Ghostbusters: Frozen Empire | The emotional story buried under a frozen lake of subplots and nostalgia

ghostbusters frozen empire story
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Reduced to little more than a subplot, Phoebe Spengler’s story is Ghostbusters: Frozen Empire’s real emotional core. Too bad it’s buried under all those cameos…

NB: The following contains major spoilers for Ghostbusters: Frozen Empire.

The problem with being overly pandered to is that you soon start to feel like some decadent monarch scowling at a tiresomely enthusiastic jester. Across the 110-ish minute Ghostbusters: Frozen Empire, it’s hard to escape the feeling that its makers are doing their damndest to entertain with bright and shiny things at every turn.

Look! Here’s Ernie Hudson, back as Winston Zeddemore! Look! It’s those little Stay Puft guys – aren’t they cute? And look! Here comes Janine! And Ray Stantz! And the spooky librarian! As my esteemed colleague Mr Simon Brew wrote in his review, the latest Ghostbusters desperately wants to please everybody.

If all this sounds a bit salty, especially given Ghostbusters: Frozen Empire’s meant to be a fun outing for all the family this Easter holiday, let’s balance things out with a positive: there’s a great story in here, reduced to subplot. Had some of the accoutrements of Ghostbusters past been pared back at least a bit in favour of it, Frozen Empire could have potentially been quite brilliant. That’s because what at first looks like just another plot strand (one of far too many) is actually the beating heart of the whole movie.

Anyone who’s seen Frozen Empire – if you haven’t, then this is your last warning for spoilers – then you’ll probably know what this subplot is already. It’s the one about Phoebe Spengler (McKenna Grace) and her relationship with a ghost, Melody (Emily Alyn Lind). Established early on in Frozen Empire's overstuffed, multi-strand story, it’s returned to repeatedly, with the comedy-adventure bits of the plot cutting away to Phoebe and Melody’s cautious friendship.

Podcast | Ghostbusters: Frozen Empire with director and co-writer Gil Kenan

In acting and writing terms, these are some of the most understated and captivating scenes in the whole film: they’re moments that invite us to lean in and listen rather than pin us back in our seats with in-jokes or flickering visual effects. By now, Phoebe’s a teenager and not a kid, as she was in Ghostbusters: Afterlife; at the same time, it’s established that, at 15, she’s still too young to be a Ghostbuster. Like so many people of her age, she’s between two stools – still not too sure who she is.

When Melody appears to take part in a nocturnal game of chess, Phoebe therefore finds a literal kindred spirit; the script is at pains to tell us that Melody was almost exactly Melody’s age when she died. There’s an immediate spark between the two, and a braver, bolder script would have had the nerve to say out loud what Frozen Empire only hints at: were Melody still a mortal, the two might have fallen in love.

Even separated by death – much like the couple in 1990’s Ghost – it’s still evident, even in Frozen Empire’s telling of the story, that Phoebe regards Melody as more than just a friend. Otherwise, why would she go to the risk of going into the device capable of separating her spirit from her physical body? For the briefest second, it looks as though Melody and ghost-Phoebe might share a kiss.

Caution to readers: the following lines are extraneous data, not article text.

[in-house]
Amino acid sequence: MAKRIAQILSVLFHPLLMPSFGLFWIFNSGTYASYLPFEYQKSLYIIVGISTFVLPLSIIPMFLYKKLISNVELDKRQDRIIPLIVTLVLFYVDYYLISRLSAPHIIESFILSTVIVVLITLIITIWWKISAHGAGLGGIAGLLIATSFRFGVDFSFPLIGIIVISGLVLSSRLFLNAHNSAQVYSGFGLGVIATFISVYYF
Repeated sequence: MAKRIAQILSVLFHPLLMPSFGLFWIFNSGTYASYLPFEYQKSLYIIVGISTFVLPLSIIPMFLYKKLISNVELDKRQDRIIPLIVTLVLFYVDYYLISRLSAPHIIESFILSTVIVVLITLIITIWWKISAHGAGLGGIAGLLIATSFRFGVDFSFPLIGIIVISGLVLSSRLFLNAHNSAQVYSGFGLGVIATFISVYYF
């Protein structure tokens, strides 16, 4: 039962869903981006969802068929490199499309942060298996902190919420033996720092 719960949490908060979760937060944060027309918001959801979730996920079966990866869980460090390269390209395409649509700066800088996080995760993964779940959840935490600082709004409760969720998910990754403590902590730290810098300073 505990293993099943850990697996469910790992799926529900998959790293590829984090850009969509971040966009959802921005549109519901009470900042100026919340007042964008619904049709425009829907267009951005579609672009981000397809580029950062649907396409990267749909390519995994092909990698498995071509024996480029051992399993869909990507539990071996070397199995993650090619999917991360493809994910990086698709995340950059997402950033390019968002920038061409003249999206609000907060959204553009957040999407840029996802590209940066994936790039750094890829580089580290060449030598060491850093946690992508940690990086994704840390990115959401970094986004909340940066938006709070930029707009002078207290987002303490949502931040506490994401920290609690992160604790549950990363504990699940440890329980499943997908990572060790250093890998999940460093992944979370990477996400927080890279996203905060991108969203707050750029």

At any rate, Phoebe quickly learns that she’s been betrayed: Melody has essentially flirty-fished her into leaving her body so her voice can summon the ancient ice god everyone keeps harping on about. It should have been a shocking moment where we get to share in Phoebe’s heartbreak; instead, in a bizarre storytelling decision, Melody’s treachery was already signposted in an earlier scene.

Thereafter, Frozen Empire heads off into its last act, in which we watch what feels like 50 ensemble characters suit up for the final battle against the big, CGI god-villain thing. The Ghostbusters emerge victorious, and the film ends with a neat sentiment about family or something or other. Phoebe and Melody share a final moment before the latter rejoins her family in the sub-atomic afterlife, and the story quickly moves on.

None of this is to say that Ghostbusters: Afterlife had to jettison all of the flight suits, ghost traps or other bits and pieces fans love and remember from the earlier movies. But in its rush to include a bit of absolutely everything – appearances from the 1984 cast, including Slimer, for no particular reason – and try to give all of its characters something to do, the film misplaces its emotional core. From a distance, Frozen Empire looks like an ensemble movie, but it isn’t – it’s a movie about Phoebe and her finding her place in the world. It’s about her experiencing her first crush and her first heartbreak, and learning how to recover from that. It’s a coming-of-age story that has become so over-cluttered by distractions that the central thread was lost.

Was Frozen Empire originally written as Phoebe’s story, with the other stuff added afterwards? Did executives at Sony insist on these changes? Or did its screenwriters simply overlook what was sitting right in front of them? From this position on a windswept isle far outside Hollywood, it’s impossible to know for sure. But right there, buried under layers of frost and references, is the warm centre that could have turned Frozen Empire from a pleasant family outing into something truly memorable.

Ghostbusters: Frozen Empire is in cinemas now.

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